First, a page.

The Politics of Egotism

by David Rambeau

One of the world's greatest books is the Tao Te Ching by Lao Tze, a Chinese philosopher who wrote it two millennia ago. One of the most insightful concepts in it is his statement, the greatest leader is the one who gets the people to say, "We did it ourselves." Given this standard of excellence and achievement we are hard-pressed to find any leadership in Detroit. We have the usual array of elected officials, spokespersons, position holders and community activists, but we don't have on abundance of leaders.

Let's start with the Detroit Public Schools' financial overseer, Robert Bobb, a blatant example of non-leadership. I heard him do an interview recently about the city's schools' debt, budget and direction. Every other word he uttered was I...I did this, I did that, I have the power, I have the right. I, I, my I. In every interview, presentation, press conference, or seminar available he presents himself and no one else. He is the consummate political egotist.

Though Detroit's black students have received poor scores on the NAEP national tests in English and Mathematics, Bobb has never, ever, presented the curriculum directors in these respective disciplines employed by DPS for their explanation of the results and remedies needed to effectuate change. DPS English and Math teachers, individually or collectively, have never had their perspectives brought to the people nor engaged parents or students in the teaching, testing and evaluation process. Ownership of commentary, analysis and change has been totally claimed by the financial overseer. Everyone knows his name; nobody knows anybody else's. The spotlight shines on him and nobody else. That is political arrogance of the highest measure.

Bobb was appointed by Michigan's current governor to balance the books. By his own admission Detroit Public Schools (DPS) are significantly deeper in debt than before he was appointed. He has alienated the teachers, the elected school board, many community activists, droves of parents, administrators and students. After ex-governor John Engler we were $200 million in debt. After Governor Jennifer Granholm we'll be $366 million in debt. This is what the governors from the Republican and Democratic parties and local elitist stakeholders call "progress". It isn't progress, it's lies, deception and exploitation.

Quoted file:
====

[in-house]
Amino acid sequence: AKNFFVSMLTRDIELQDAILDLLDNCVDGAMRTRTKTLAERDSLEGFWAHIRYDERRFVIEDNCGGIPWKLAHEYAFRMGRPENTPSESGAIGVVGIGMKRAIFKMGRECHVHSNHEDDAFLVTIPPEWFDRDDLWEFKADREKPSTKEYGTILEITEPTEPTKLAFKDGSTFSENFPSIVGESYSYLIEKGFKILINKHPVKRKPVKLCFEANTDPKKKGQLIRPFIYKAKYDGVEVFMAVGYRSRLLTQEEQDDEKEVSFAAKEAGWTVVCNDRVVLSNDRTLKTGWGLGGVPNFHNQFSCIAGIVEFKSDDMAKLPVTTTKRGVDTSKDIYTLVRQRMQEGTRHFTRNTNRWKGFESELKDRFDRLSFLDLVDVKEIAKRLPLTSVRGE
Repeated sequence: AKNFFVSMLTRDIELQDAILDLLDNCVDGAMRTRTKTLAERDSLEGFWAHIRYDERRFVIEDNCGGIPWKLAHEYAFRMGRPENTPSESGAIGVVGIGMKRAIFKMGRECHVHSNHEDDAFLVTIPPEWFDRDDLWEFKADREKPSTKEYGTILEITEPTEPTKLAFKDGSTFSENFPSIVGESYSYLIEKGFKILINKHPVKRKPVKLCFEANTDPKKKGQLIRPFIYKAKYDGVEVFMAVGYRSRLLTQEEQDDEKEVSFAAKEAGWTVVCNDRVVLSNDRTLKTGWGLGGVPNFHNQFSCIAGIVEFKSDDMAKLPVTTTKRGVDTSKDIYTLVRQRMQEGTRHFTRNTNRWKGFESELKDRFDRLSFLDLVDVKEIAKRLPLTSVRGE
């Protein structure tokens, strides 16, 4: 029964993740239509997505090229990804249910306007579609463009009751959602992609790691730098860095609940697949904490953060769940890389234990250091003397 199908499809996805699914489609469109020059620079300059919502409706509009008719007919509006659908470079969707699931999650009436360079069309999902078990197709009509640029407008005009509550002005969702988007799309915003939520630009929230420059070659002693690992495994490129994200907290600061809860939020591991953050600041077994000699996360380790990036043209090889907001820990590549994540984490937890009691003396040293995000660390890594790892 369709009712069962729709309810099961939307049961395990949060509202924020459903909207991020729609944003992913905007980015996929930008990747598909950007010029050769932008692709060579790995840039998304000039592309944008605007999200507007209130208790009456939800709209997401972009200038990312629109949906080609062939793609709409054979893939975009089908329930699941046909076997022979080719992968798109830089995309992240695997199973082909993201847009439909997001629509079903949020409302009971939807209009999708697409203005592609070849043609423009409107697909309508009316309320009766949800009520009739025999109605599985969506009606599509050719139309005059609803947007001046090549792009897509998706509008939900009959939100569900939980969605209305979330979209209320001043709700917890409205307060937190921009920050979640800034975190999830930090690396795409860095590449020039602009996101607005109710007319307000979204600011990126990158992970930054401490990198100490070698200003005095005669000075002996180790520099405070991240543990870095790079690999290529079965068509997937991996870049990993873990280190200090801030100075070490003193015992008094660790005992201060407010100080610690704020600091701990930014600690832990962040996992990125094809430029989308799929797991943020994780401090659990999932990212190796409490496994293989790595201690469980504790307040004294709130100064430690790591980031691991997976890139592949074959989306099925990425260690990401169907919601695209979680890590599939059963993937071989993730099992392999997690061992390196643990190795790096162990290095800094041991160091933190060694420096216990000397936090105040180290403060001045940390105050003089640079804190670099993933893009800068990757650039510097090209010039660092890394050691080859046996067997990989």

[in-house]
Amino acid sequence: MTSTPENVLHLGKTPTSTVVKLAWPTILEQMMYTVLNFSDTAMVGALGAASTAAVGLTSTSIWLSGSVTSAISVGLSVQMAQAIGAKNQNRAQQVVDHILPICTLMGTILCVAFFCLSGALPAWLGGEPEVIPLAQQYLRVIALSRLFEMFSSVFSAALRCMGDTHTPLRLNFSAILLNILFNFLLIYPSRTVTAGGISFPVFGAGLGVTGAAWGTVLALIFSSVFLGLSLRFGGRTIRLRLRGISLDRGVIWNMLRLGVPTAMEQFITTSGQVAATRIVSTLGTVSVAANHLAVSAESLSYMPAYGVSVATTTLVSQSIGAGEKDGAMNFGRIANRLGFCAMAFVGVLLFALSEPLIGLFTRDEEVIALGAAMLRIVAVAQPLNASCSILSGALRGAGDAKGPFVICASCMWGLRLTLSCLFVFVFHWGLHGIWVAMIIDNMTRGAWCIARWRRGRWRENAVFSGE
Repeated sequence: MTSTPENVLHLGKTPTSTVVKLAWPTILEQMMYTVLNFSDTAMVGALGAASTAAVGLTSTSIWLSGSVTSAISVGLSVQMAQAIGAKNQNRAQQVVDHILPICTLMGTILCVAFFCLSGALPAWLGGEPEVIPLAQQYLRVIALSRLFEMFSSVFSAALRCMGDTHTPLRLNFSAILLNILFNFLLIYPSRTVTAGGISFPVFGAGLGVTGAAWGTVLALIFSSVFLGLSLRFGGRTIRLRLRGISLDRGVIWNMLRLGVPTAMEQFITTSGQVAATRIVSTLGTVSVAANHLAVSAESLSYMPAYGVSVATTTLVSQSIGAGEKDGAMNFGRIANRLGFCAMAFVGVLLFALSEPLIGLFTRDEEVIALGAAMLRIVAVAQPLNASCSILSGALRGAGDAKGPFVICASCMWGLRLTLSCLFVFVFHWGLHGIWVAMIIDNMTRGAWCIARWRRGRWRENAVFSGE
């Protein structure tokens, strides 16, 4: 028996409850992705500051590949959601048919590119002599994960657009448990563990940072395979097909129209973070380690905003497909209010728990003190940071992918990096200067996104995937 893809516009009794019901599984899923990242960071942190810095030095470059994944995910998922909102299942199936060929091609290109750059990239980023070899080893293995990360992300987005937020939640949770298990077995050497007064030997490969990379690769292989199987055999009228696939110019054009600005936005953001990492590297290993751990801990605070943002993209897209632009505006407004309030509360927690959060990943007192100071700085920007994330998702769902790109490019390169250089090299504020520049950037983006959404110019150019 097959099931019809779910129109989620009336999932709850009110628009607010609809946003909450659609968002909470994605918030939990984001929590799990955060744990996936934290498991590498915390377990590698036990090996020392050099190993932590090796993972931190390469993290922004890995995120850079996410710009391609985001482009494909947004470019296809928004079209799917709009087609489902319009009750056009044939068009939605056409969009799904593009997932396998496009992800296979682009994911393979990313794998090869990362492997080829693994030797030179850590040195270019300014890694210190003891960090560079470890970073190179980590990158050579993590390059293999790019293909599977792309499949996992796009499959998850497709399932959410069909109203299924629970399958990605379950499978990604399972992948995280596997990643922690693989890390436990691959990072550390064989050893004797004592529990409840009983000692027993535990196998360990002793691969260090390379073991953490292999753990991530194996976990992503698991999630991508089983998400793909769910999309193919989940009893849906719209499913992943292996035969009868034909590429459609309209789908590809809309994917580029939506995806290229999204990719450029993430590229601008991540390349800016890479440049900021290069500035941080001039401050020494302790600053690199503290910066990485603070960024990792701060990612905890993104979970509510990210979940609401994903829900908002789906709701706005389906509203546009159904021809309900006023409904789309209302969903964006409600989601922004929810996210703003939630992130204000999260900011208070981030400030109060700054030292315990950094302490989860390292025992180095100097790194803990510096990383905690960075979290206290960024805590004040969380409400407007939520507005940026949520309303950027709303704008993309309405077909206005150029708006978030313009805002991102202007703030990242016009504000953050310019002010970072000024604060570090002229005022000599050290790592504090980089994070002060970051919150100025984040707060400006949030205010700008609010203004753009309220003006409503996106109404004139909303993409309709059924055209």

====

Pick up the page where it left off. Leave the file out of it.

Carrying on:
Now they, elected officials, specifically Detroit's mayor, and so-called stakeholders, want to take away the people's right to elect a Detroit school board. Again. No surprise there. That's always been their way. First it was slavery and no vote. Then it was the poll tax and no vote. Then the KKK and violent intimidation and no vote, hanging chads in Florida, the New Jim Crow through incarceration and no vote, state appointed superintendents and currently a financial overseer. The more things change, the more they remain the same.

Recent Detroit political events and history have shown, at the first level, that many elected officials are self-centered mediocrats. At the next level, semi-literate alligators, ready to pounce on community prey for votes, donations or adulation. For corporate agents or interests they'll genuflect with either knee or both simultaneosly for a dinner at a downtown restaurant or country club while they cadge for a four-figure gratuity thinly disguised as campaign support. Of late they've gravitated toward establishing non-profit foundations, so-called civic organizations, used to employ relatives and other flacks or provide slush funds for unseemly indulgences. They themselves are the best recommendation for term limits lest they'll never have to work for a living.

The issues they discuss for days should, in ordinary discourse, be settled within the hour with ample time for lunch and a stroll along the river. Their templates for interviews or speeches, circular, repetitive and superficial, would, in printed form be reading material for insomniacs to induce slumber like that of breast-fed babes. And yet they crave to be addressed as "honorable", a prefix as laughable as those of English royalty. Worst of all is the appelelation, "leader".

In a democracy the people empower elected officials, then elected officials should empower the people. But they don't; they empower each other. They talk and argue, they puff, preen and pout, but do they listen to the people? Do they enlighten the people? Do they empower the people? You be the judge.

The Politics of Egotism by David Rambeau

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